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Innovations in Oncology Q4 2021

Liver transplantation: A new treatment for unresectable liver metastases

iStock / Getty Images Plus / Mladen Zivkovic

Dr Afsana Elanko

Director of Education, British Association of Surgical Oncology – The Association for Cancer Surgery

Professor Derek M Manas

Consultant Hepatobiliary and Transplant Surgeon, Clinical Director, Newcastle’s Institute of Transplantation, Associate Medical Director: Governance for NHS Blood and Transplant Trustee BASO – The Association for Cancer Surgery

Liver transplantation is providing further options for patients with unresectable liver metastases.

Over the past few decades, the outcomes following liver transplantation (LT) have improved. Five-year patient survival rates in the UK are greater than 80% for adult first-time transplants from deceased donors; hence, indications for transplantation are expanding.

New hope for patients

Since 1996, unresectable hepatocellular cancer (HCC), on the background of liver cirrhosis, has been an indication for LT. Since then, many centres have successfully extended the boundaries for transplanting HCC. As a result, there is renewed interest in liver transplantation as a treatment option for other primary and secondary unresectable liver malignancies.

Improved results from Europe and the US published over the past 15 years, coupled with the poor survival rates seen with current standard therapeutic options, have spearheaded the formation of the UK Transplant Oncology Group. This resulted in the NHS Blood and Transplant (NHSBT) Liver Advisory Group reviewing current practice. In January 2021, they recommended that unresectable liver metastases from neuroendocrine tumours (NET), hilar cholangiocarcinoma (h-CCA) in patients with primary sclerosing cholangitis (PSC), colorectal cancer (CRC) and small (less than 2cm) intra-hepatic cholangiocarcinoma (i-CCA) should be included in the UK national LT program.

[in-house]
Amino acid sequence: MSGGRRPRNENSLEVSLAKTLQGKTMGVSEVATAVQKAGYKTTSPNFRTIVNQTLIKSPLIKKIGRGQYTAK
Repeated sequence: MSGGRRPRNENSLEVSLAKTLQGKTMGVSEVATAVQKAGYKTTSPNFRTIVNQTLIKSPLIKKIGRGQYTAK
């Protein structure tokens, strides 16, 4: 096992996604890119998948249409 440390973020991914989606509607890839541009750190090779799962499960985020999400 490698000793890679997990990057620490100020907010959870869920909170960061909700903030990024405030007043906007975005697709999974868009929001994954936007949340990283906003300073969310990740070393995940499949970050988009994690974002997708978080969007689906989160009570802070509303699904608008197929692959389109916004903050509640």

Five-year patient survival rates in the UK are greater than 80% for adult first-time transplants from deceased donors.

Evidence based implementation

Based on published literature, we have a ‘road-map’ to follow which will help to facilitate the safe implementation of this transplant oncology program. Following the recommendations from several expert fixed time working groups, the Liver Advisory Group have approved transplantation for:

Hilar CCA in patients with PSC

  • Strict patient selection and adherence to the ‘Mayo protocol’ is the recommendation.

Intra-hepatic CCA

  • Recent data has demonstrated that survival figures for the subgroup of cirrhotic patients with unifocal tumours less than 2cm are comparable to similar patients with HCC currently being offered LT, thus allowing these patients to be considered.

Neuroendocrine liver metastases (NETLM)

  • R0surgical resection is potentially the only means of achieving a cure. Around 10-20% of patients with NETLM are eligible for curative resection.

Colorectal liver metastases (CRLM)

  • Based on the Norwegian (SECA-1) pilot study, patients with unresectable CRLM following resection of the colorectal primary tumour, who have completed at least six weeks of chemotherapy, have no extrahepatic disease by a staging CT scan and diagnostic laparoscopy with hilar node sampling may be considered.

Challenges and hope

There are many challenges to overcome, not least the timely ability to allocate an organ to a patient who is eligible and has completed the required neo-adjuvant treatment. With the recent research and development in the area, liver transplantation for unresectable liver metastases may provide new hope for cancer patients.

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